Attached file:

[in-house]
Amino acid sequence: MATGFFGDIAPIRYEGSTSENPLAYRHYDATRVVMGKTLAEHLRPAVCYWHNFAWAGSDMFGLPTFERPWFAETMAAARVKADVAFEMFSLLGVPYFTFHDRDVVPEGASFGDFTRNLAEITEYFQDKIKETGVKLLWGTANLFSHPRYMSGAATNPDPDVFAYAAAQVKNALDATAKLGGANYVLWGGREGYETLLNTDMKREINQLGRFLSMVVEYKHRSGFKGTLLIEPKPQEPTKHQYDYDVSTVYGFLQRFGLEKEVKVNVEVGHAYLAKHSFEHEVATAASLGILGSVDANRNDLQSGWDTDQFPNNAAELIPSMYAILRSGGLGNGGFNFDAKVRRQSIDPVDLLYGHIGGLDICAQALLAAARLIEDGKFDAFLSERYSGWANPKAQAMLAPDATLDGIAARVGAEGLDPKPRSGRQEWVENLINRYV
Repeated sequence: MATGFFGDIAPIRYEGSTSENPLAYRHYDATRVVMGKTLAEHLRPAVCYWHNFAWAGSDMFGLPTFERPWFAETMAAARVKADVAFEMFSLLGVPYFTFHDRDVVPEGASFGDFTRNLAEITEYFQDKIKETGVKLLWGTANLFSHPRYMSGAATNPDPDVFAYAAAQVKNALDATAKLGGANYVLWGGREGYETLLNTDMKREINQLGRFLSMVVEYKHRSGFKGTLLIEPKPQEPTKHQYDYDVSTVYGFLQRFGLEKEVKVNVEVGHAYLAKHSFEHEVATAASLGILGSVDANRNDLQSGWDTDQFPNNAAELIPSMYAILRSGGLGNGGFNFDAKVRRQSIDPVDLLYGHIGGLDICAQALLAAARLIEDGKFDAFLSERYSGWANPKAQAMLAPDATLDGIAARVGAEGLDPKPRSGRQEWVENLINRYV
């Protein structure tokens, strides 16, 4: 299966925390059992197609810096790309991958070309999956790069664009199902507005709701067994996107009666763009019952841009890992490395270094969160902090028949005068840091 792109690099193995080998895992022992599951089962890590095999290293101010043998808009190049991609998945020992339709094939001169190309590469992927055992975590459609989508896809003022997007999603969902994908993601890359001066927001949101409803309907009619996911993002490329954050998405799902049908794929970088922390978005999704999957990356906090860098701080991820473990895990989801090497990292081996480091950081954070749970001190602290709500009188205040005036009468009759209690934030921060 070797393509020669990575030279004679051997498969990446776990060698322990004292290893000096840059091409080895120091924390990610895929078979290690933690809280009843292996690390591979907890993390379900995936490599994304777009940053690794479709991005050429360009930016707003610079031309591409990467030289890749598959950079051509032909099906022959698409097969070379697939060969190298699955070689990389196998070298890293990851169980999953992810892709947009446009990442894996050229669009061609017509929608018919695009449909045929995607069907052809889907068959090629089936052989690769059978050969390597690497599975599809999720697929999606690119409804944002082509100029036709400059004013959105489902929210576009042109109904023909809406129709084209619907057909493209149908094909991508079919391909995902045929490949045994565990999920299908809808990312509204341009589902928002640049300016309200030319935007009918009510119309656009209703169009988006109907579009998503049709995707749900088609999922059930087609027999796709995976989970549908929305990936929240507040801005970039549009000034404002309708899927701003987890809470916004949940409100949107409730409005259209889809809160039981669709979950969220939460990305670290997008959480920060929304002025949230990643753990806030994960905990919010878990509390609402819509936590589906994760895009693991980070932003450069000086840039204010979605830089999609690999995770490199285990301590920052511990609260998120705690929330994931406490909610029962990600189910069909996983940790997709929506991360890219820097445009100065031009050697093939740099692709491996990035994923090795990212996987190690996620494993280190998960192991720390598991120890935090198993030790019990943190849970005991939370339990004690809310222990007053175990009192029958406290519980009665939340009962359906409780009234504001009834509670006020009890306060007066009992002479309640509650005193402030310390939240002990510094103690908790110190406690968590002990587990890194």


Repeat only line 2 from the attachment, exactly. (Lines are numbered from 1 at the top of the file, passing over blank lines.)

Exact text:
Amino acid sequence: MATGFFGDIAPIRYEGSTSENPLAYRHYDATRVVMGKTLAEHLRPAVCYWHNFAWAGSDMFGLPTFERPWFAETMAAARVKADVAFEMFSLLGVPYFTFHDRDVVPEGASFGDFTRNLAEITEYFQDKIKETGVKLLWGTANLFSHPRYMSGAATNPDPDVFAYAAAQVKNALDATAKLGGANYVLWGGREGYETLLNTDMKREINQLGRFLSMVVEYKHRSGFKGTLLIEPKPQEPTKHQYDYDVSTVYGFLQRFGLEKEVKVNVEVGHAYLAKHSFEHEVATAASLGILGSVDANRNDLQSGWDTDQFPNNAAELIPSMYAILRSGGLGNGGFNFDAKVRRQSIDPVDLLYGHIGGLDICAQALLAAARLIEDGKFDAFLSERYSGWANPKAQAMLAPDATLDGIAARVGAEGLDPKPRSGRQEWVENLINRYV